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5 Questions To Ask When Ordering An Outdoor Ramp

November 21, 2013

1.  What is the difference between a portable, semi-permanent, and permanent ramp?

Portable ramps are light weight and can fold up so that they can be moved around.  These are good for traveling and can be used at home or when out in public places. Semi-permanent ramps are heavier and do not fold.  They can be moved around the outside of the house as they rest on the top of the stairs to create a slope, but they are harder to transport.  Permanent ramps are bolted into the ground or created over the stairway and stay where they are installed.

2. What are the best construction materials for a ramp?

Outdoor ramps are usually made out of aluminum, wood, or concrete, but this is often determined by whether they are permanent or portable.  Aluminum is more durable then wood, and concrete holds up better than both.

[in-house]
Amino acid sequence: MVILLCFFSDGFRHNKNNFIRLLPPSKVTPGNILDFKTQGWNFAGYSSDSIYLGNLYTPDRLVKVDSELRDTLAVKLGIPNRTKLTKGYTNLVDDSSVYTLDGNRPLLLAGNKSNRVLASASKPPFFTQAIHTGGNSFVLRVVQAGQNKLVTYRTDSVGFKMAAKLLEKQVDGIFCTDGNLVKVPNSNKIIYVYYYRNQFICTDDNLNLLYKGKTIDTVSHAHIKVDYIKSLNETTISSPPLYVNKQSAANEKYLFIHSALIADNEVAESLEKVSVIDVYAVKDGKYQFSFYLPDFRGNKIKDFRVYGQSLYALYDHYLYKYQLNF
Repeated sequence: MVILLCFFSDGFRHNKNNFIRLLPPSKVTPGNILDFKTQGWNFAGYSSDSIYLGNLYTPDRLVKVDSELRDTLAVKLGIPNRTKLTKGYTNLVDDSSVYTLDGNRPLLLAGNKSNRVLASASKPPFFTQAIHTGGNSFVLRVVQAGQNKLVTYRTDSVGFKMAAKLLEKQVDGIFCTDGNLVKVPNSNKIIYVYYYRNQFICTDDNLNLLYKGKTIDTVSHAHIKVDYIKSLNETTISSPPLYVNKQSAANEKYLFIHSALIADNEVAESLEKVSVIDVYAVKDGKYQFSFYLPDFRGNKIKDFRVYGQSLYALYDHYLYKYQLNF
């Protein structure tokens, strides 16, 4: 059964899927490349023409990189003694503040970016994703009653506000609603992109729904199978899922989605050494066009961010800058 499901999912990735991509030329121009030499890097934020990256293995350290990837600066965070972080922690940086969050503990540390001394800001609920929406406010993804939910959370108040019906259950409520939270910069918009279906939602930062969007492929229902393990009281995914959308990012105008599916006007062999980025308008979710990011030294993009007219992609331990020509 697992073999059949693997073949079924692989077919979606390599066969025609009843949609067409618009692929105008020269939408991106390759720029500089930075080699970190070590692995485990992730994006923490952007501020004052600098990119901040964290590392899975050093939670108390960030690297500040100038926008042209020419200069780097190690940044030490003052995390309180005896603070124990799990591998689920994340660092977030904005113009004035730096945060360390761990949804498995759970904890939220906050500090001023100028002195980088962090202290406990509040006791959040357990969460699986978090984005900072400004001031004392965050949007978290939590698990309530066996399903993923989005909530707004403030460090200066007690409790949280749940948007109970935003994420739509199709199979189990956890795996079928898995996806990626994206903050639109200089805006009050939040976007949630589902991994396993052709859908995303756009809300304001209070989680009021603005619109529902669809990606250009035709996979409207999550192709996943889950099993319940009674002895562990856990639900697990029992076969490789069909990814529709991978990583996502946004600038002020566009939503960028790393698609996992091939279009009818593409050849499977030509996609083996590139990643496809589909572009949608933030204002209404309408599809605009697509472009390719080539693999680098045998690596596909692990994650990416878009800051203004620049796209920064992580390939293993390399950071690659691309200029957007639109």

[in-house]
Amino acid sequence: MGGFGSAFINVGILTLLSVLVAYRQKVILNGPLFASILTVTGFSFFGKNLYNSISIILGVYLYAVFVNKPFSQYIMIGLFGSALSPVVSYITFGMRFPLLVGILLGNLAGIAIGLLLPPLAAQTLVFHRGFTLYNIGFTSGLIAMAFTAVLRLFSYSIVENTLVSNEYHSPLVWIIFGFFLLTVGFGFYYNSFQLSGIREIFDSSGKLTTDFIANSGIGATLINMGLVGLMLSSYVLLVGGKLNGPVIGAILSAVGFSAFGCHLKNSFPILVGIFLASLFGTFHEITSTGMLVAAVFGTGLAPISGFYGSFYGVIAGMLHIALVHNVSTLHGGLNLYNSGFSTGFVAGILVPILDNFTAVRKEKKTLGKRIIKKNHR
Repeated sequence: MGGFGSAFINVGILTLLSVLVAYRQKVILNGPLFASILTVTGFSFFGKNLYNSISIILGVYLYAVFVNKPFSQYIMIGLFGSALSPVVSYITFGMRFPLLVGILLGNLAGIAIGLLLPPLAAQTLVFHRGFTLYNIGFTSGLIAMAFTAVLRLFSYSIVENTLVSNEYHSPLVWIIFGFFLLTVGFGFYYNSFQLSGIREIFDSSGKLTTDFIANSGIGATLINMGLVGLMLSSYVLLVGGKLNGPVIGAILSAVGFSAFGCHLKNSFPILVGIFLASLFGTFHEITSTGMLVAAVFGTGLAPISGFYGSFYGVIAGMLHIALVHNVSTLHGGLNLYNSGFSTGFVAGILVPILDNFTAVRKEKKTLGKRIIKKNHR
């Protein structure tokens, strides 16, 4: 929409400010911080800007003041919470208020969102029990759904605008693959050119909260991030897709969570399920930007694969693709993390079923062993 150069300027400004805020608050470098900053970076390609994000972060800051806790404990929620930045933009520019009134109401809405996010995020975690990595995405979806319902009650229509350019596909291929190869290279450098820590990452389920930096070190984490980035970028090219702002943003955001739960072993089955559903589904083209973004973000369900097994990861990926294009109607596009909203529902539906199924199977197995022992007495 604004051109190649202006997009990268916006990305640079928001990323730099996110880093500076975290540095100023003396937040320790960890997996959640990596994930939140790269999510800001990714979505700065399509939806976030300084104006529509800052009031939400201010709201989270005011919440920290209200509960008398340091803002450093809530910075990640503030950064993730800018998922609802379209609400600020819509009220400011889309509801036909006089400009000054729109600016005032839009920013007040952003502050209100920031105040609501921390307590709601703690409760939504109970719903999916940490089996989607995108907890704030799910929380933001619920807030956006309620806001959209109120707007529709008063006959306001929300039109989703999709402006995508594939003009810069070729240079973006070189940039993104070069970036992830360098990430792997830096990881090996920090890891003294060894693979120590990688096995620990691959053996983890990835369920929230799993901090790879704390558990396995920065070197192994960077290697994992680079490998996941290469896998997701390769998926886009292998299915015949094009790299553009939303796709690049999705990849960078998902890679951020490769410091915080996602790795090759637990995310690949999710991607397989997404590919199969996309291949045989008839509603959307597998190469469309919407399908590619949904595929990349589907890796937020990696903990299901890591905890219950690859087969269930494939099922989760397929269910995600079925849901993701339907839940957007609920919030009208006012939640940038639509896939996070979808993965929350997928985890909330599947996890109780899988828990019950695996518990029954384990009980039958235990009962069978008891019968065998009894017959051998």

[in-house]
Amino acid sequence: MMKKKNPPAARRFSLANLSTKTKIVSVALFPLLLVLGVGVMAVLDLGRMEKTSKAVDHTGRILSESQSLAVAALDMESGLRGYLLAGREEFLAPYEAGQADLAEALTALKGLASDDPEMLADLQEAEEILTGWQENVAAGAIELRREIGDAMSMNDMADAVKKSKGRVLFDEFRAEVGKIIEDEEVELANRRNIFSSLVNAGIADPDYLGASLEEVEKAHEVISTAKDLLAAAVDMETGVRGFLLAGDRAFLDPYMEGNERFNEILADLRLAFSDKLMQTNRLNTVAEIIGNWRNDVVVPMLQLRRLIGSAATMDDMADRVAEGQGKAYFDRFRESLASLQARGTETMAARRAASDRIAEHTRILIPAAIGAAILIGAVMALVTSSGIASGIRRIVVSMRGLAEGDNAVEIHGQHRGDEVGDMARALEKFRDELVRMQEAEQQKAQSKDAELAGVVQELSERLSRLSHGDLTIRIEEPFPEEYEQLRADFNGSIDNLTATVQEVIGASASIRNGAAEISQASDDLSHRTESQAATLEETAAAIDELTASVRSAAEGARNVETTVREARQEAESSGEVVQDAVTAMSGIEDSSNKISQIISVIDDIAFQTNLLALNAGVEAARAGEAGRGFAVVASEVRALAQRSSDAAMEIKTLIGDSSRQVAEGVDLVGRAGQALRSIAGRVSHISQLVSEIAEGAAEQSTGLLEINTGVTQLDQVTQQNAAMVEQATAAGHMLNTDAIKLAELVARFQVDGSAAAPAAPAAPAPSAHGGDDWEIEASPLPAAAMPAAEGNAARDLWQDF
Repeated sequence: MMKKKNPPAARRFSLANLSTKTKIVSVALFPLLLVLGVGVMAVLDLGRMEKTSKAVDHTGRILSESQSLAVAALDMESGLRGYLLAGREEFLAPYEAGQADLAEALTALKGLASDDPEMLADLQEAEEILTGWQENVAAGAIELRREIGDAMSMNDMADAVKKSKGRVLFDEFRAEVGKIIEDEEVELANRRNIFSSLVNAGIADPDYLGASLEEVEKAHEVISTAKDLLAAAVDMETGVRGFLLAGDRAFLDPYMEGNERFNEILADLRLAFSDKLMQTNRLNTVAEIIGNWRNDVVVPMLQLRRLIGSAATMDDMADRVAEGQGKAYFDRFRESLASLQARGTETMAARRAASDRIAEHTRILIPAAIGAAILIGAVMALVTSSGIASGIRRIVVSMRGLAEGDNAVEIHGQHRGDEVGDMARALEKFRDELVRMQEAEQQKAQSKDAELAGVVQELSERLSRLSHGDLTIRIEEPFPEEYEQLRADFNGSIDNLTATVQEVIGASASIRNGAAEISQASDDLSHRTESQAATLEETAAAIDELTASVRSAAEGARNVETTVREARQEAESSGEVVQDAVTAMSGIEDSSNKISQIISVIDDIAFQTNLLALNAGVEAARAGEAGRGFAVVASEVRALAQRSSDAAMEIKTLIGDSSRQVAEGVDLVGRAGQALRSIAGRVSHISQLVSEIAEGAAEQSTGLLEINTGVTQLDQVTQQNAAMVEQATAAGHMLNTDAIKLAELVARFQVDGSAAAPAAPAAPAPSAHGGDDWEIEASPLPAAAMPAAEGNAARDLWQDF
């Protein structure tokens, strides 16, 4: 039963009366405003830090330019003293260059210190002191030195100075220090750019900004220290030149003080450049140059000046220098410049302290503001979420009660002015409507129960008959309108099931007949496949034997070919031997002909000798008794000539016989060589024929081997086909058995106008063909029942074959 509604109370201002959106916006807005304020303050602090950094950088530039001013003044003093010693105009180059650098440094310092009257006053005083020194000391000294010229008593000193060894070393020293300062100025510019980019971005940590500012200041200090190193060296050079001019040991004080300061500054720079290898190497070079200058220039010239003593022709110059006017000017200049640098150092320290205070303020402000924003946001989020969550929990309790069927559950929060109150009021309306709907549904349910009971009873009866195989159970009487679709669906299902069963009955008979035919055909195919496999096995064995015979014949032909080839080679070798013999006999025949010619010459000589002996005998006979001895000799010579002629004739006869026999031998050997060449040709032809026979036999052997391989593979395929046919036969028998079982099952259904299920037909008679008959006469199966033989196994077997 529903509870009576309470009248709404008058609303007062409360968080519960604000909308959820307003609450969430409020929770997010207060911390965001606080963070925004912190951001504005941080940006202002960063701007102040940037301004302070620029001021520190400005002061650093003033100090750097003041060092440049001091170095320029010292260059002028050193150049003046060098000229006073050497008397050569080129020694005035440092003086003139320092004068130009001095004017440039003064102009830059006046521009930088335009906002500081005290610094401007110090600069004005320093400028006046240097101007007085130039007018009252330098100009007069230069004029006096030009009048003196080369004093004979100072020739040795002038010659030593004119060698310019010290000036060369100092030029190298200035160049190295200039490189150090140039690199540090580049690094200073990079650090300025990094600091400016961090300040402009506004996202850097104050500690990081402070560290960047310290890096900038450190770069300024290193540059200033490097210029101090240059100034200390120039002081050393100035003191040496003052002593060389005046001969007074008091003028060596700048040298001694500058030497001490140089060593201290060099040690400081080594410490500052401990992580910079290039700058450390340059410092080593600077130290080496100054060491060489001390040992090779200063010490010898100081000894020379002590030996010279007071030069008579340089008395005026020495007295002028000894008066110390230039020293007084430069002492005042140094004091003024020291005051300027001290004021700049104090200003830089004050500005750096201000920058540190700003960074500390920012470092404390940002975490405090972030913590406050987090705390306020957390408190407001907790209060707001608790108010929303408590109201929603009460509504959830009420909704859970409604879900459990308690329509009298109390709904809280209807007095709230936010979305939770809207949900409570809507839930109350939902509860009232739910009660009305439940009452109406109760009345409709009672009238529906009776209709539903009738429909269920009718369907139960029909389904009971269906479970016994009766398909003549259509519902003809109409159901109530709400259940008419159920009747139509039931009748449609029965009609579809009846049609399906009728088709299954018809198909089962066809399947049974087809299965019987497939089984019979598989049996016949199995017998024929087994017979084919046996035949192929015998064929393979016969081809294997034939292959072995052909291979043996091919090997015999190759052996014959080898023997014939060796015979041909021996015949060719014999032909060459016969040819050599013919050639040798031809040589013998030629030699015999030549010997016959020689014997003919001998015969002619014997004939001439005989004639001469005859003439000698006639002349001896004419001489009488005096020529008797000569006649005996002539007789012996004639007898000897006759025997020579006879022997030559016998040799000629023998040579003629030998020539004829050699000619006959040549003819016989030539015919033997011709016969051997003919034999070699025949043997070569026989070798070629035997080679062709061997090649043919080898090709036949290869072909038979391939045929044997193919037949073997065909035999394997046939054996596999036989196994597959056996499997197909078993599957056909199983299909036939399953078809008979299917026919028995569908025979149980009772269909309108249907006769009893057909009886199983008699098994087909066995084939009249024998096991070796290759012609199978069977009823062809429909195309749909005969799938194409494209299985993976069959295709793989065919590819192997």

3.  What is the difference between a stairway lift and an outdoor ramp?

A stairway lifts is a motorized ramp that attaches to a wheelchair or scooter and carries them up the stairs.  These are smaller than outdoor ramps and allow for other people to use the stair even while the stairway lift is in operation.

4.  What difference does the surface of the ramp make for safety?

Wood ramps can often get slippery in the rain, and even treated wood can rot over time.  Aluminum ramps can freeze easily and cause icing, but will often have a grit surface or ridges to facilitate traction.  These ramps can also support more weight than wooden ramps and do not break down as easily over time.  Concrete ramps can ice, but they are not prone to breaking and offer the best traction and support, but they will often cover the full surface of any existing stairs.

5.  How steep should the ramp be?

Ramps should have as little of a slope as possible, since a steeper ramp is more inclined to produce slippage. The Americans with Disabilities Acts requires a 1:12 slope, which ensures that a wheelchair or scooter can safely make it up the ramp without too much strain on the person or the motor.

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